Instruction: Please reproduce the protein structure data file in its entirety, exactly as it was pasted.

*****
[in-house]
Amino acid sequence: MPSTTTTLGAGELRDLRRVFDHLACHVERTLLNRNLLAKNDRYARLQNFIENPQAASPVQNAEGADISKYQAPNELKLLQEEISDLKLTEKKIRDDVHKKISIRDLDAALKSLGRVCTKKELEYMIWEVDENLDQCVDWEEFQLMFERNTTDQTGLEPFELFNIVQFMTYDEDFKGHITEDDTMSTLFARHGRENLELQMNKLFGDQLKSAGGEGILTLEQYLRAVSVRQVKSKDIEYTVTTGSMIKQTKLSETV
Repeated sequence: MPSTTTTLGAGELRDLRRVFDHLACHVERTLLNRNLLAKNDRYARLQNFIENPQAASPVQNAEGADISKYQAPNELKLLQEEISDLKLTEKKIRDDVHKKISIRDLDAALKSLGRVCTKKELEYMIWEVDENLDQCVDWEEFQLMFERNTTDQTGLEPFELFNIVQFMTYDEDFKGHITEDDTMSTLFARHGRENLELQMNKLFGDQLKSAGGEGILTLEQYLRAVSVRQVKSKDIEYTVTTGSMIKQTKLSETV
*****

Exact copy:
[in-house]
Amino acid sequence: MPSTTTTLGAGELRDLRRVFDHLACHVERTLLNRNLLAKNDRYARLQNFIENPQAASPVQNAEGADISKYQAPNELKLLQEEISDLKLTEKKIRDDVHKKISIRDLDAALKSLGRVCTKKELEYMIWEVDENLDQCVDWEEFQLMFERNTTDQTGLEPFELFNIVQFMTYDEDFKGHITEDDTMSTLFARHGRENLELQMNKLFGDQLKSAGGEGILTLEQYLRAVSVRQVKSKDIEYTVTTGSMIKQTKLSETV
Repeated sequence: MPSTTTTLGAGELRDLRRVFDHLACHVERTLLNRNLLAKNDRYARLQNFIENPQAASPVQNAEGADISKYQAPNELKLLQEEISDLKLTEKKIRDDVHKKISIRDLDAALKSLGRVCTKKELEYMIWEVDENLDQCVDWEEFQLMFERNTTDQTGLEPFELFNIVQFMTYDEDFKGHITEDDTMSTLFARHGRENLELQMNKLFGDQLKSAGGEGILTLEQYLRAVSVRQVKSKDIEYTVTTGSMIKQTKLSETV